Buyer’s Guide for Teenagers :: School and Skate Park

by , February 1, 2013

So we thought, hey let’s do a buyer’s guide for teenagers related to school and skate packs! What does Carryology know about being a teenager? Our contributors all used to be teenagers but that’s not really relevant for today’s youth. How did we get around this problem? In the interests of bringing you a first-hand account, telling it like it is, we captured a teenager and got him to compile it for us. Okay, we didn’t capture one. Lewy Wright came into the office for some work experience and was kind enough to put together the guide below…


No teenager wants to walk into school or out of the house with an oversized lunchbox featuring piping around it strapped to their back. A teenager actually wants something that looks presentable that they would be happy to take to a job interview but which they’d also rock up at the skate park wearing.

DC Knackpack Backpack

The DC Knackpack Backpack is a great bag for school and/or a casual bag. Personally I use it for skating and surf; it can fit all your skate accessories but I can also fit my wetsuit and a small towel inside.  I like it for skating because when skating between spots you want something comfortable, compact and light. This backpack exceeds in the compact and light department. If you are lugging this backpack around all day you’ll get rubbing from the straps. The seatbelt webbing is not exactly as comfortable as a hiking bag. This pack also has a place to clip on a reflector or a light. I usually just snap a snapback on it if I don’t want it to get crushed. If you wish to travel with this backpack you can take it onboard or roll it up and store it in a case next to the wheels of the airbus. If you want to see a broken computer use this bag without a case on your computer. It has zero padding and nothing is worse than rocking up somewhere and having a hole in your new laptop.

Interested? Buy it now.

Herschel Heritage Backpack

This is a smart-looking heritage pack for school, work or casual use inspired by vintage mountaineering equipment. This pack is made from Herschel’s signature coated cotton-poly fabric and an eco-friendly reinforced bottom, fully lined with Herschel custom fabric. The pack also has a padded back panel, an internal phone pocket and 15” computer or iPad pocket (or even for storing an old school book). According to customer reviews a lot of people are complaining this pack wore out and is shit but then there is always someone replying with “I’ve had mine for months and it’s holding up fine”. What makes this bag different, you may be asking? Well to be honest it’s just a nice bag. It’s not exactly going to revolutionize the world of carry, although if you want a smart-looking, compact backpack this is for you.

Interested? Buy it now.

Dakine x Thrasher Atlas 25L 

Thrasher has been around for quite some time. Founded in 1981, they teamed up with Dakine to make a pack for skaters who want something stylish and functional. This black ninja stealth backpack with red Thrasher and Dakine logos is pretty low-key, although it has some handy features: fleece-lined sunglasses pocket, skate carry strap, front and side pockets and a large main compartment with a rad custom Thrasher lining.

Interested? Buy it now.

Incase x Paul Rodriguez Skate Pack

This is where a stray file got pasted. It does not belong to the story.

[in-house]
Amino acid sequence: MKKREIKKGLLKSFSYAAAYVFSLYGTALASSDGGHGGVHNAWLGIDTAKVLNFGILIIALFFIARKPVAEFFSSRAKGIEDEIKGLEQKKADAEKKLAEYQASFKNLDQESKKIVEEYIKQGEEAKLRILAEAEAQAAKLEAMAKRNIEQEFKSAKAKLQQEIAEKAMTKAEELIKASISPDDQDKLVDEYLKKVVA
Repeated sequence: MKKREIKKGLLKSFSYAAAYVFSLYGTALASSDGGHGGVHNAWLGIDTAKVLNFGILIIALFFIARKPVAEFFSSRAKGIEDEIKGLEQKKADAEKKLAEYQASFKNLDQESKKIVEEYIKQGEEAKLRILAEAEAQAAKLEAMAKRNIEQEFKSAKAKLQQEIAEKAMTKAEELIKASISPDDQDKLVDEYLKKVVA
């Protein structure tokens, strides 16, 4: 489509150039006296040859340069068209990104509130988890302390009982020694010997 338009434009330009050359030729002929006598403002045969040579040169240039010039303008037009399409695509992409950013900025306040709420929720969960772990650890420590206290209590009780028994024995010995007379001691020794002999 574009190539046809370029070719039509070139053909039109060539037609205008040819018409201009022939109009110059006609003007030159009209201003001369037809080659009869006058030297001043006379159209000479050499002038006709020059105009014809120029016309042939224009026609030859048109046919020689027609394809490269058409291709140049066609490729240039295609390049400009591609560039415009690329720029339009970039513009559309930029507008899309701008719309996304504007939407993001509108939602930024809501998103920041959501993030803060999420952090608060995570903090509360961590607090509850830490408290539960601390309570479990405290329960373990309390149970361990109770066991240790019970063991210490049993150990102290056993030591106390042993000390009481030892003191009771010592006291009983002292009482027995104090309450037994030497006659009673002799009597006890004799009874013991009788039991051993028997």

Paul Rodriguez is an amazing skater and a four times Xgames gold medallist, so when he designs a backpack with Incase you know it’s going to be very skate-friendly. This backpack is jam-packed with features such as weather-resistant nylon, skateboard straps, a sternum strap for conformability whilst skating from place to place, heavy-duty YKK zippers, two main compartments, a wide batch of interior slips for easy sorting, 15-inch laptop protection and two stash pockets simply to stash. The two large compartments are a cool idea for skating with T-tools, extra wheels, bearings and trucks, etc. However as a day-to-day backpack I think it would get annoying having to fit stuff in two compartments as opposed to one large compartment.

Interested? Buy it now.

  • Edward

    Being a teenager, I carry my MW rambler to school, but I don’t imagine I’ll see anything around the mw/goruck caliber anytime soon here.

    It’s safe to say that at least 50% of the backpacks at school are Jansports, but Herschels are starting to pop up because of their image as the hip heritage/fashion packs. Honestly, most teens really don’t give much thought about their carry options aside from looks.

    But a Jansport is really all teens need for school. That being said, one might require “specialist” carry, like the aforementioned skaters, but I doubt the school environment will ever spark any sort of rising carry awareness or indulgence that we see here on Carryology. The occasional drizzle/shower won’t drive kids to revamp their carry. Brands like incase may provide convenience through organization, water resistance, and looks, but the psychological price barrier will stop most from taking the jump to $100+ rucks and messengers. Fashion is the final word in teenage carry.

    • ando

      Haha, yeah, we reckon you’re cutting a step above with a Rambler at school. Good stuff.
      The introduction of laptops to more schools is slowly changing carry needs, especially when groms can be a bit careless, but we agree, overall – looks win.

      • Edward

        Concerning laptops, what I usually see is most kids buying extra laptop bags or cases rather than finding a bag with a built in sleeve.

        But as you said, the introduction of technology at schools will certainly change the carry needs of most students, possibly evolving towards more tech-orientated, but slim/small packs.

  • ryan

    Shout out to a great Brown Buffalo pack: The Mondaze

    Love this bag. Carries great and has pockets for everything you need.

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